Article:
Support The Daily Gardener
Connect for FREE!
Friends of the Garden Meeting in Athens, Georgia
1814 Birth of Charles MacKay, Scottish poet, writer, and songwriter.
In The Collected Songs of Charles Mackay, Charles wrote a song about the Meadow Sweet:
Rose! We love thee for thy splendor,
Lily! For thy queenly grace!
Violet! For thy lowly merit,
Peeping from thy shady place!
But mine airy, woodland fairy,
Scattering odors at thy feet,
No one knows thy modest beauty,
No one loves thee, Meadow-Sweet!
1851 Birth of Alice Morse Earle (books by this author), American historian and author.
Alice wrote two garden books: Old Time Gardens (1901) and Sun Dials and Roses of Yesterday (1902).
Farm children have little love for nature and are surprisingly ignorant about wildflowers save a few varieties. The child who is garden bred has a happier start in life, a greater love and knowledge of nature.
On the peony, Alice wrote:
[She] always looks like a well-dressed, well-shod, well-gloved girl of birth, breeding, and of equal good taste and good health; a girl who can swim, and skate, and ride, and play golf.
1902 Birth of Thomas “Tommy” Dolliver Church (books by this author), California landscape architect.
Tommy pioneered the modern California Style design style. In 1955, Tommy wrote,
When your garden is finished I hope it will be more beautiful than you anticipated, require less care than you expected, and have cost only a little more than you had planned.
Unlike people, gardens never strive for perpetual youth—they want to look old from the day they were born. Their greatest glory comes with maturity.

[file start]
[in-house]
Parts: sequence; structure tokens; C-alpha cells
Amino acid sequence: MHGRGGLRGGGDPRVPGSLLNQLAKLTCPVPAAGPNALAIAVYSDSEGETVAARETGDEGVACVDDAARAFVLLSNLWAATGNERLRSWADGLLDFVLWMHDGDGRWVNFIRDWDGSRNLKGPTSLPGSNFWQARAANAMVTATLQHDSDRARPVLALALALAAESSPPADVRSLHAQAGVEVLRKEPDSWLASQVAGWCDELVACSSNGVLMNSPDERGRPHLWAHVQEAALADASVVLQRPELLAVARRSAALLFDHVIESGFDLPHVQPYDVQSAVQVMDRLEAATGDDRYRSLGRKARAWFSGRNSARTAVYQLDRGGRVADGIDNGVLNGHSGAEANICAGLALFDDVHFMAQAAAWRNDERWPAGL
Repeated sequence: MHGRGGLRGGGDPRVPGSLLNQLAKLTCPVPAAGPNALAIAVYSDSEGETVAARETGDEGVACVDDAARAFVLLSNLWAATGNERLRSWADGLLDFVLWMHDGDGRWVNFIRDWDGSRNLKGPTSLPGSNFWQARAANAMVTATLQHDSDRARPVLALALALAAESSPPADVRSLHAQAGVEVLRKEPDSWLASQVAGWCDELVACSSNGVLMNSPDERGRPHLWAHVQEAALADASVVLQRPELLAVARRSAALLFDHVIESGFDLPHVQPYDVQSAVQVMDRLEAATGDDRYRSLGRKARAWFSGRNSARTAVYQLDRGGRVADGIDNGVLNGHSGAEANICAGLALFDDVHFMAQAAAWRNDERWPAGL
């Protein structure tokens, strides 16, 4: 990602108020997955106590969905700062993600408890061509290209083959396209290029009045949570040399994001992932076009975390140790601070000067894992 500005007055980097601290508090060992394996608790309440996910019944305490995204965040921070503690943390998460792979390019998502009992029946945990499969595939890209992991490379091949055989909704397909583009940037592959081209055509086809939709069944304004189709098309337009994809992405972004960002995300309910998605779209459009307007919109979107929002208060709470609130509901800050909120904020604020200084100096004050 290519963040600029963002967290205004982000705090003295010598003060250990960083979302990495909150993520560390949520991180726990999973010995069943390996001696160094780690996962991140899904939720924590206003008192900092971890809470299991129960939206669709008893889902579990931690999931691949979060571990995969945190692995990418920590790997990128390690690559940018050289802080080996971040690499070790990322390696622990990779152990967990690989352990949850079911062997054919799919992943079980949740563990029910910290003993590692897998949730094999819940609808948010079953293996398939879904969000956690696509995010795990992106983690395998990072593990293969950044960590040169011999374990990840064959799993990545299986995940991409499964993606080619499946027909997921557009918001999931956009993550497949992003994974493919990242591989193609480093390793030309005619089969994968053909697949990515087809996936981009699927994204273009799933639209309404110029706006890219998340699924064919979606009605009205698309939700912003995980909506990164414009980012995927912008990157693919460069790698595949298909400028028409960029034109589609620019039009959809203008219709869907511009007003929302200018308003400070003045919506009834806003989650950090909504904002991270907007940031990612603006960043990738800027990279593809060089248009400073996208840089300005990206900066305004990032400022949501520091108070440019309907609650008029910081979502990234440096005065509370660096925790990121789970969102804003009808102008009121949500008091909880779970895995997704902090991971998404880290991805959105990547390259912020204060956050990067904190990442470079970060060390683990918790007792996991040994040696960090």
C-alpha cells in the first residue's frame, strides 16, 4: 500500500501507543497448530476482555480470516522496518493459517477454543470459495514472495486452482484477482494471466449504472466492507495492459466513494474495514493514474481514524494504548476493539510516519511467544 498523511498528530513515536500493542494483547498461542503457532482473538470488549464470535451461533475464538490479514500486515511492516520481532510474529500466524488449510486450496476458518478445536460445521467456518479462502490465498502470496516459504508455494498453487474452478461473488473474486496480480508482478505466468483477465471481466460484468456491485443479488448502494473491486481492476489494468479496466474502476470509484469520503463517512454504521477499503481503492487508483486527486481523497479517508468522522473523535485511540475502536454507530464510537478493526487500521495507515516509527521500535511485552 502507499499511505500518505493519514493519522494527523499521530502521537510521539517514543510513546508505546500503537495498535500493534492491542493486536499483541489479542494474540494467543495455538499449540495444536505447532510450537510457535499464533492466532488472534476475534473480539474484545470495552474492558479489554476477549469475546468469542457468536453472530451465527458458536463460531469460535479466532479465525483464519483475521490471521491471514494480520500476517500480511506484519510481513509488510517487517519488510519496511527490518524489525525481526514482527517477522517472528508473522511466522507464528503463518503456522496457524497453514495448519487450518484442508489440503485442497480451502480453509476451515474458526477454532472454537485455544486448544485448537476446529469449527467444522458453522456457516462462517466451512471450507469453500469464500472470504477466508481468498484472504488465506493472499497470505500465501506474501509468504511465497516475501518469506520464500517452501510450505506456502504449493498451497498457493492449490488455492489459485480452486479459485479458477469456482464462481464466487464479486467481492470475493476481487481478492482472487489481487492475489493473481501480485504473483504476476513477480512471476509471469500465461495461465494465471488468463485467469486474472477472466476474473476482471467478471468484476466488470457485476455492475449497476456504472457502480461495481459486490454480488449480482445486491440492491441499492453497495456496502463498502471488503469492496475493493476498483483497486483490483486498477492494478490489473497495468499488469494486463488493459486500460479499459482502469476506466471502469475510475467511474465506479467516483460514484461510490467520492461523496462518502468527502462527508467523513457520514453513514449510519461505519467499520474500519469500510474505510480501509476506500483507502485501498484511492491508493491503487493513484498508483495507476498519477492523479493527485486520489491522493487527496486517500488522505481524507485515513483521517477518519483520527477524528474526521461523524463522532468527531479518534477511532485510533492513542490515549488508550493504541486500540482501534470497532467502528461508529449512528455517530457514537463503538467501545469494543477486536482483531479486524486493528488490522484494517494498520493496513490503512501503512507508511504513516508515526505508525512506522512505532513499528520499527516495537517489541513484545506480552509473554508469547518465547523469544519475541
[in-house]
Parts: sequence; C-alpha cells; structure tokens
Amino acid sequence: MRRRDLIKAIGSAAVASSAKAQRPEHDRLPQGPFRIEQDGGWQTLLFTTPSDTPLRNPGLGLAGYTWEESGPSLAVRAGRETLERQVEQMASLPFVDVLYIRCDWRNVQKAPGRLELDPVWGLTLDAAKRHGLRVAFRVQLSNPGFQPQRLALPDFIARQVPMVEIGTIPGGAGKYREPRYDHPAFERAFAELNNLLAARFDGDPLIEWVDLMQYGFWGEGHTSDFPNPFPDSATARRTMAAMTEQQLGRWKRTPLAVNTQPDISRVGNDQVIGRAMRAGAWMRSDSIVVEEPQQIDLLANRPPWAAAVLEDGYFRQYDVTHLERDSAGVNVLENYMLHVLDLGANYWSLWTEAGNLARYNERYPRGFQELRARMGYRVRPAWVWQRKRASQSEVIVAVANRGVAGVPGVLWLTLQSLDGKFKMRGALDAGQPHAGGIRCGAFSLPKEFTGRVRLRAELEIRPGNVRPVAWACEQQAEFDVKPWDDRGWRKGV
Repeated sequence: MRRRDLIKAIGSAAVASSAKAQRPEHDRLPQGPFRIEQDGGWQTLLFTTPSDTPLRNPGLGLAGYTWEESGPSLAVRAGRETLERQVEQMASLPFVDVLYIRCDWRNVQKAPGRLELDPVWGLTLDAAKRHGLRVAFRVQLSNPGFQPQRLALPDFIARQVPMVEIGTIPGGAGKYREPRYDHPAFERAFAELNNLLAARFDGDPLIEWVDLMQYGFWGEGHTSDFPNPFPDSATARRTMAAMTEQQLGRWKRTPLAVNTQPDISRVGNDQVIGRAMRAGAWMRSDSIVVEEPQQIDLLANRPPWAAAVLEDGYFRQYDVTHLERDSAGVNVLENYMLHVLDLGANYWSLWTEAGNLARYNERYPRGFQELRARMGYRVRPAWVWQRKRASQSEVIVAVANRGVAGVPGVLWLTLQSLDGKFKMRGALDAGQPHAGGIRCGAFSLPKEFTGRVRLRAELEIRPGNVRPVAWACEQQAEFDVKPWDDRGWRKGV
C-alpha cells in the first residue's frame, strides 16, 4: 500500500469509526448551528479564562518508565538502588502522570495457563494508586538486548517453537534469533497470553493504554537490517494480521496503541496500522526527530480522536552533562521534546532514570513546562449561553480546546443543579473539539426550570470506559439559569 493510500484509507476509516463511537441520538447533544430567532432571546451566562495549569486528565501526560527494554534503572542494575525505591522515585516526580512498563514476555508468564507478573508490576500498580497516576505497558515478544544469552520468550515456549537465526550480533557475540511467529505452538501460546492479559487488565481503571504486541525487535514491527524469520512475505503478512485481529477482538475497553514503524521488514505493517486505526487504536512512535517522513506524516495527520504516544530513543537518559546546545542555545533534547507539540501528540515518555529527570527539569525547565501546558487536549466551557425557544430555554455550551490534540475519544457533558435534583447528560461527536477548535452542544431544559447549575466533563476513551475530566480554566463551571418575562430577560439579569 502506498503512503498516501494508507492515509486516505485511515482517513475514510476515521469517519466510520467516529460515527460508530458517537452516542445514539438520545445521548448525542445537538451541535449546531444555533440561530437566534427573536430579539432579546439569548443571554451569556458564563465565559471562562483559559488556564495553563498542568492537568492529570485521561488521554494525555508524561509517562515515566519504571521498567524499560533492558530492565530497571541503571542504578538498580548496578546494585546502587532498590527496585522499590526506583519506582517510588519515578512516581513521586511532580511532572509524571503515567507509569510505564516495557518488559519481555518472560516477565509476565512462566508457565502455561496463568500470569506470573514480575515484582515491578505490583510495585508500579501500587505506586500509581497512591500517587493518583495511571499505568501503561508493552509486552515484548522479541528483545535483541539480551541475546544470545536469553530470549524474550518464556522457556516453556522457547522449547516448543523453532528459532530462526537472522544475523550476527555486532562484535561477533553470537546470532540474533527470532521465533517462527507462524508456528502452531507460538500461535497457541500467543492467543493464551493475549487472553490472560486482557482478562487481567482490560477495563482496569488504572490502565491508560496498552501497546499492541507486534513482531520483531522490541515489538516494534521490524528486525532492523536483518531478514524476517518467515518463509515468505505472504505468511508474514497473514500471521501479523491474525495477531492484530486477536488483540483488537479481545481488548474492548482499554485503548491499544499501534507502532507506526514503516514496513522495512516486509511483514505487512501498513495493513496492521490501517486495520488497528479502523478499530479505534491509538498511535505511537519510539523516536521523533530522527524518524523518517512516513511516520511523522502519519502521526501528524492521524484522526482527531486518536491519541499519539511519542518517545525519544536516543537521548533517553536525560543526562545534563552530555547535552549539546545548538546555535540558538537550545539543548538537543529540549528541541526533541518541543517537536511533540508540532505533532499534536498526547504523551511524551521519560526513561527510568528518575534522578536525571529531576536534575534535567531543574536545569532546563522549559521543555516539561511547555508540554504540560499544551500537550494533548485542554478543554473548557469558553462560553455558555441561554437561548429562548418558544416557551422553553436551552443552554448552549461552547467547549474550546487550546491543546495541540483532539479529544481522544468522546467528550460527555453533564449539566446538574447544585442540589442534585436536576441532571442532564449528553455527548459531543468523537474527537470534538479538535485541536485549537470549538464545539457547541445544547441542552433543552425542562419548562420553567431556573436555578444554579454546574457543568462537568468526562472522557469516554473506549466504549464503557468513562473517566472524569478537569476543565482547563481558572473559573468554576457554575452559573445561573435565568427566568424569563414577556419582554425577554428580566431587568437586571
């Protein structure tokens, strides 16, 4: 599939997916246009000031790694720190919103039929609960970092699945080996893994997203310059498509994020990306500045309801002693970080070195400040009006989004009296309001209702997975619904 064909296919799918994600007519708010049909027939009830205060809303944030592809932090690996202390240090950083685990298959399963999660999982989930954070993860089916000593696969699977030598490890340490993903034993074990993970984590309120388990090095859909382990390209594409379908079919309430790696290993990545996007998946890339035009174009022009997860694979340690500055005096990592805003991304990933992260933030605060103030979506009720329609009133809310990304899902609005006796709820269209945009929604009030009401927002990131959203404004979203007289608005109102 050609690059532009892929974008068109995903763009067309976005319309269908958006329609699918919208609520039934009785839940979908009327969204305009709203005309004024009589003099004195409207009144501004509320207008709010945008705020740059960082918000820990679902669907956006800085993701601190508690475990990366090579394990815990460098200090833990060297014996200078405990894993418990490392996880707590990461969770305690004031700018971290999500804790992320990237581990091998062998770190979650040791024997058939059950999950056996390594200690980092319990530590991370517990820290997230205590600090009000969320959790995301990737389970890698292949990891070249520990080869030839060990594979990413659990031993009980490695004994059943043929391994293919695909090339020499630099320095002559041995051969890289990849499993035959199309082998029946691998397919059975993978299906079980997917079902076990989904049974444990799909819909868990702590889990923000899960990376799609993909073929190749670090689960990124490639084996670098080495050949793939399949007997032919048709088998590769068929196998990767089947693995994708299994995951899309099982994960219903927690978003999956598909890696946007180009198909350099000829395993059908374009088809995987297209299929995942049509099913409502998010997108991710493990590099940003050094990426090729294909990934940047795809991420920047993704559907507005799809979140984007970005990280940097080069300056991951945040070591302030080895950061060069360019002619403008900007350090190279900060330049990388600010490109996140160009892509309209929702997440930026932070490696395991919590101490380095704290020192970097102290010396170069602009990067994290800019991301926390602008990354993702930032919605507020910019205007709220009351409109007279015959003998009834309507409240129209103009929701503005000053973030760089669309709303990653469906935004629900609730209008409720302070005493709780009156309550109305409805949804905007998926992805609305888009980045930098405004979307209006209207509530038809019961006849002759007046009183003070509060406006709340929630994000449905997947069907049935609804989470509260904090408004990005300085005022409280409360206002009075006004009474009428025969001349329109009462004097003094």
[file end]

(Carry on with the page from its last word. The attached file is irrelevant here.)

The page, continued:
1904 Birth of Cecil Day-Lewis (books by this author), Irish-born British poet. He used the pen name Nicholas Black for his mystery stories.
Cecil was the Poet Laureate for four years before his death in 1972. He was also the father of actor Sir Daniel Day-Lewis.
In Cecil's Overtures to Death and Other Poems (1938),
In June we picked the clover,
And sea-shells in July:
There was no silence at the door,
No word from the sky.
A hand came out of August
And flicked his life away:
We had not time to bargain, mope,
Moralize, or pray.
Grow That Garden Library™ Book Recommendation
This book came out in 2017, and the subtitle is Design and Manage a Home-Scale Perennial Polyculture Garden.
Before I even get started with my review, I have to say that this book gets high praise on Amazon; it's a five-star book.
The authors are passionate about growing food year-round - without fossil fuels - and increasing biodiversity on the land and wild market gardening.
In the introduction to their book, Darryl and Michelle point out that the food forest is one of the oldest ways to garden.
It's the edges of the forest that were the most fruitful places for both hunting and gathering. And today, food forests are making a comeback.
Now you might be asking yourself, what is a food forest?
Well, a food forest is simply a food-producing garden that's built around trees and perennials. I've been a passionate fan of orchards and mini orchards for the past couple of years. I'm installing one up at my cabin, planting even more trees this spring.
Darryl and Michelle point out that,
A well-managed food forest is an integrated system and it includes all kinds of plants, fruits, vegetables, herbs, medicinal plants, and plantings that promote beneficial insects and balanced nutrients.
And in case you're starting to feel a little overwhelmed. Don't be. Because these food forests can be simple and include only a few species, or they can contain a myriad of plants.
The bottom line here is that Darryl and Michelle will help you feel confident and inspired to create your own food forest, whether on a small or grand scale in your backyard, front yard, patio, or allotment.
This book is 256 pages of planning, designing, and managing your very own food forest.
1920 Birth of Edwin George Morgan (books by this author), Scottish poet and translator associated with the Scottish Renaissance.
He is remembered as one of the foremost Scottish poets of the 20th century. In 1999, Edwin became the first Glasgow Poet Laureate.
In 1968, Edwin wrote,
Yes, it is too cold in Scotland for flower people; in any case
who would be handed a thistle?
Thanks for listening to The Daily Gardener
And remember: For a happy, healthy life, garden every day.